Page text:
InstantFlex TL70 2.0 – The Magic
Now that we have done a rundown of where everything is located on the InstantFlex TL70 2.0, let’s get into why you might need this camera in your life. Are there less expensive Instant cameras out there? Yes, there are. Are there instant cameras on the market that are easier to use? Yes, there are. Would I want to another instant camera after having used the InstantFlex TL70 2.0? No, I wouldn’t. Are you asking yourself why yet? The simple, shortened version, is this. I have never had so much fun shooting photos than I have while shooting with the InstantFlex TL70 2.0. It’s pure magic shooting with this camera. My wife recently threw a surprise retirement party for my parents, with family and friends making the trip for a fun afternoon at their coast house. Every single time I took the camera out to shoot, I received a comment or question about it. That doesn’t happen with any other camera, pretty much ever. It is a conversation starter, especially with the older demographic. No one had any idea it was an instant camera either, and it brought a little bit of joy to them to see that Instax Mini film get ejected. This wasn’t a photography loving crowd either. But the combination of a classically designed camera that is also an instant camera elicits an emotion out of people that I never would have expected.
At the end of the day, isn’t that what photography is supposed to be about? It has the magic to elicit emotion from someone, just like a good movie can. Seeing that moment in time immediately after it happened brings emotion out of people like no digital camera ever could. I don’t have any proof of this, but I don’t think that a new instant camera would elicit the same emotion from someone either. Seeing that top-down viewfinder, holding still while I focus, then seeing the photo eject from a camera that looks like it came from their childhood ticks all their boxes. That’s why I am willing to overlook the camera’s downsides, such as the following:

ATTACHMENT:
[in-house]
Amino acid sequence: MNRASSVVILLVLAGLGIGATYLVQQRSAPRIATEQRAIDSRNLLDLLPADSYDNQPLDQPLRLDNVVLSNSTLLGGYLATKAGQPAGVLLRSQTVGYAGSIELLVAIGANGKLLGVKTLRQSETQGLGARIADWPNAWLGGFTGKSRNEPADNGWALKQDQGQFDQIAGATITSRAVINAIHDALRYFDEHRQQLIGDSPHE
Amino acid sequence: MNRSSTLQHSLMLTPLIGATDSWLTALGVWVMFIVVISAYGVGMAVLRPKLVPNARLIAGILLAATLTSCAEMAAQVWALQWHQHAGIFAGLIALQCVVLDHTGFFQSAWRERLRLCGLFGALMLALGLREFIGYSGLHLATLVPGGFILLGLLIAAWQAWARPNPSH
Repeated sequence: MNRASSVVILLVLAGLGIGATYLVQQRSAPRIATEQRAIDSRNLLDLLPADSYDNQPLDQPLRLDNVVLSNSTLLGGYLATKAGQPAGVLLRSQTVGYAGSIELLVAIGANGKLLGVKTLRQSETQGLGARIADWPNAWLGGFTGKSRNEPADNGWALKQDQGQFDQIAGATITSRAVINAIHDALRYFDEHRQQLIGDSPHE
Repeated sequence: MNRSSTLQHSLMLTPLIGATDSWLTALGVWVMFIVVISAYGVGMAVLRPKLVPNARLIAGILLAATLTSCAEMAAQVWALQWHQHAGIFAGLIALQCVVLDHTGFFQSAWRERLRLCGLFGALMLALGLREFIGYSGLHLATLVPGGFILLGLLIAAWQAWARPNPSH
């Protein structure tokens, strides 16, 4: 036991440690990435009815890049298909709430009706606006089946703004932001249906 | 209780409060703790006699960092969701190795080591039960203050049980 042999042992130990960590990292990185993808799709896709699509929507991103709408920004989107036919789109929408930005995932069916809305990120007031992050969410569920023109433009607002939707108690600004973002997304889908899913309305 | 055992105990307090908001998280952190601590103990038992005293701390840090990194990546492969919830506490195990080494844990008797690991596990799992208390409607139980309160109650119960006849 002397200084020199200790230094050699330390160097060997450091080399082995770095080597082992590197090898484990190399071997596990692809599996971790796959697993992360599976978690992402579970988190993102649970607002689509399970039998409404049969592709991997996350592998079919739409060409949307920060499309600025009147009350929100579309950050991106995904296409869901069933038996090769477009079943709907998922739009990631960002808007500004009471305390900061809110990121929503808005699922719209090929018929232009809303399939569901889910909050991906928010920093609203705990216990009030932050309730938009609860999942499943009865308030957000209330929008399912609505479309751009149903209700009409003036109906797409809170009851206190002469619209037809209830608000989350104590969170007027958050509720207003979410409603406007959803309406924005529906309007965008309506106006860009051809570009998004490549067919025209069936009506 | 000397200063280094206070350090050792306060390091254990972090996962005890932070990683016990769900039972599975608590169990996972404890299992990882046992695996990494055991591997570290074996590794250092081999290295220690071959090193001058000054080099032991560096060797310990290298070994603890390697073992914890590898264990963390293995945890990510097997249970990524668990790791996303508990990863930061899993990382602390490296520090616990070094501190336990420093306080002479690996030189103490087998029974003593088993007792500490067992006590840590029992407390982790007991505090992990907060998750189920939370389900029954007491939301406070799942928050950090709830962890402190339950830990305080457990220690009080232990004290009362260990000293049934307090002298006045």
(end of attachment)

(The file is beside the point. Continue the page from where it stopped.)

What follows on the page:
- It is expensive for an instant camera
- Shooting with it is slow
- The film is expensive
- Images are often blurry.
- No timer for self or family portraits with you in it
Like I said though, none of that matters, because of the simple point that it brings people joy. For that reason, I commend Mint and their creation of the InstantFlex TL70 2.0.
Adding a strap to the camera is a must, and my favorite is the BOA from Monarch VII. I would also be remiss if I didn’t tell you some other things that I love about the camera other than the joy of using it. Once you get used to the metering system, it is really quite simple to use, and you’re shooting time speeds up drastically. Another major pro for me is how bright the top-down viewfinder is. I am told that the first version of the InstantFlex TL70 2.0 had a much more dim viewfinder, and Mint really solved that problem with the second iteration. The film is also very easy to load. I’ve gone through several rolls of film, and the batteries, which are regular Duracell AA batteries, have lasted just fine. I don’t see how this camera could take up very much battery life, so I expect the power to last for quite sometime. Some shallow depth of field can also be achieved with its widest aperture of f/5.6. I wouldn’t expect an instant camera to have a manual aperture control, but I absolutely love that the InstantFlex TL70 2.0 does.
The InstantFlex TL70 2.0 is so fun to use. I really believe that using this camera actually helps create memories. I think that Instant film has a way of keeping us in the moment and supplanting that memory, because we are able to see it on film right then and there. Shooting digitally, we snap the image and then quickly forgot about it, and possibly print it in the future. It just isn’t the same though. Shooting with the InstantFlex TL70 2.0 isn’t cheap, with the price coming in at $389. Add Instax Mini film on top of that, and it does get a little costly. Fujifilm does have a mildly classic looking Instax Mini camera that runs about $130, but it’s nothing like the look and feel of the InstantFlex TL70 2.0. It is a choice that you will have to make if you want to shoot with instant film. If you can swallow the price though, I think that this camera can be an investment into memories, and that is priceless.